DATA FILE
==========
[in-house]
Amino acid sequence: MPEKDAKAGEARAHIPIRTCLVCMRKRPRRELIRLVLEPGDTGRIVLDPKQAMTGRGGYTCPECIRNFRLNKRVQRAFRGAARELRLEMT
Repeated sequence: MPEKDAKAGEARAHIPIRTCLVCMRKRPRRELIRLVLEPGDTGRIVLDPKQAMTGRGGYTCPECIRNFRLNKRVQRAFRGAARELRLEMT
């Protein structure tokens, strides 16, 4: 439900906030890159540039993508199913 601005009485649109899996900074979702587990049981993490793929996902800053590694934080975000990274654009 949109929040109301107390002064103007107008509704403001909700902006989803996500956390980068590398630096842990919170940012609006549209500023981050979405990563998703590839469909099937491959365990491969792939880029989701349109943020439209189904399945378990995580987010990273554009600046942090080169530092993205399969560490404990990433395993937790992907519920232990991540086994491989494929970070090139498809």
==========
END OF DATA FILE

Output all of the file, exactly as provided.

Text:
[in-house]
Amino acid sequence: MPEKDAKAGEARAHIPIRTCLVCMRKRPRRELIRLVLEPGDTGRIVLDPKQAMTGRGGYTCPECIRNFRLNKRVQRAFRGAARELRLEMT
Repeated sequence: MPEKDAKAGEARAHIPIRTCLVCMRKRPRRELIRLVLEPGDTGRIVLDPKQAMTGRGGYTCPECIRNFRLNKRVQRAFRGAARELRLEMT
């Protein structure tokens, strides 16, 4: 439900906030890159540039993508199913 601005009485649109899996900074979702587990049981993490793929996902800053590694934080975000990274654009 949109929040109301107390002064103007107008509704403001909700902006989803996500956390980068590398630096842990919170940012609006549209500023981050979405990563998703590839469909099937491959365990491969792939880029989701349109943020439209189904399945378990995580987010990273554009600046942090080169530092993205399969560490404990990433395993937790992907519920232990991540086994491989494929970070090139498809």